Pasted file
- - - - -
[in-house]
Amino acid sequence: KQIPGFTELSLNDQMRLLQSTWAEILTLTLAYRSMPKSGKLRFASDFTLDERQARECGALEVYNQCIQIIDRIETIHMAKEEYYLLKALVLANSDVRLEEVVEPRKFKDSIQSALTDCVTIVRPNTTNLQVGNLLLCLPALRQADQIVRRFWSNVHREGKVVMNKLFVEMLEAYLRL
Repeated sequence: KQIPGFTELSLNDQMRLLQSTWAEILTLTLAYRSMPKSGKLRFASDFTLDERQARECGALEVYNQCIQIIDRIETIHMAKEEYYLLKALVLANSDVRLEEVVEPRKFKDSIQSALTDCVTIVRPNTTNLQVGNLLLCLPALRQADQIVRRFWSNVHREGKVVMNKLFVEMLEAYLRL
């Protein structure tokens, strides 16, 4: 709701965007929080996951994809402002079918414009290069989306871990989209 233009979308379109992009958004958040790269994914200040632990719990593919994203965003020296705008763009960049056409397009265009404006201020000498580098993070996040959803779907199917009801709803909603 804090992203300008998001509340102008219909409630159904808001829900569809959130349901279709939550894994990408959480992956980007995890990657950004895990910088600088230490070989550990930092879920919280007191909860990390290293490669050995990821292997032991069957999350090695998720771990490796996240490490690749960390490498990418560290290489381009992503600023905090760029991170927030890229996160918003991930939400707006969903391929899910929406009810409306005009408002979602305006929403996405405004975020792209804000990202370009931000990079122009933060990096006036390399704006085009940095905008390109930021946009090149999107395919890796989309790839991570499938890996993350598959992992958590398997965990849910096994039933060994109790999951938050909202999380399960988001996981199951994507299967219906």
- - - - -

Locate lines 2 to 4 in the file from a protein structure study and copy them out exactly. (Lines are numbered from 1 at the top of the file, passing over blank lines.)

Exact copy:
Amino acid sequence: KQIPGFTELSLNDQMRLLQSTWAEILTLTLAYRSMPKSGKLRFASDFTLDERQARECGALEVYNQCIQIIDRIETIHMAKEEYYLLKALVLANSDVRLEEVVEPRKFKDSIQSALTDCVTIVRPNTTNLQVGNLLLCLPALRQADQIVRRFWSNVHREGKVVMNKLFVEMLEAYLRL
Repeated sequence: KQIPGFTELSLNDQMRLLQSTWAEILTLTLAYRSMPKSGKLRFASDFTLDERQARECGALEVYNQCIQIIDRIETIHMAKEEYYLLKALVLANSDVRLEEVVEPRKFKDSIQSALTDCVTIVRPNTTNLQVGNLLLCLPALRQADQIVRRFWSNVHREGKVVMNKLFVEMLEAYLRL
């Protein structure tokens, strides 16, 4: 709701965007929080996951994809402002079918414009290069989306871990989209 233009979308379109992009958004958040790269994914200040632990719990593919994203965003020296705008763009960049056409397009265009404006201020000498580098993070996040959803779907199917009801709803909603 804090992203300008998001509340102008219909409630159904808001829900569809959130349901279709939550894994990408959480992956980007995890990657950004895990910088600088230490070989550990930092879920919280007191909860990390290293490669050995990821292997032991069957999350090695998720771990490796996240490490690749960390490498990418560290290489381009992503600023905090760029991170927030890229996160918003991930939400707006969903391929899910929406009810409306005009408002979602305006929403996405405004975020792209804000990202370009931000990079122009933060990096006036390399704006085009940095905008390109930021946009090149999107395919890796989309790839991570499938890996993350598959992992958590398997965990849910096994039933060994109790999951938050909202999380399960988001996981199951994507299967219906």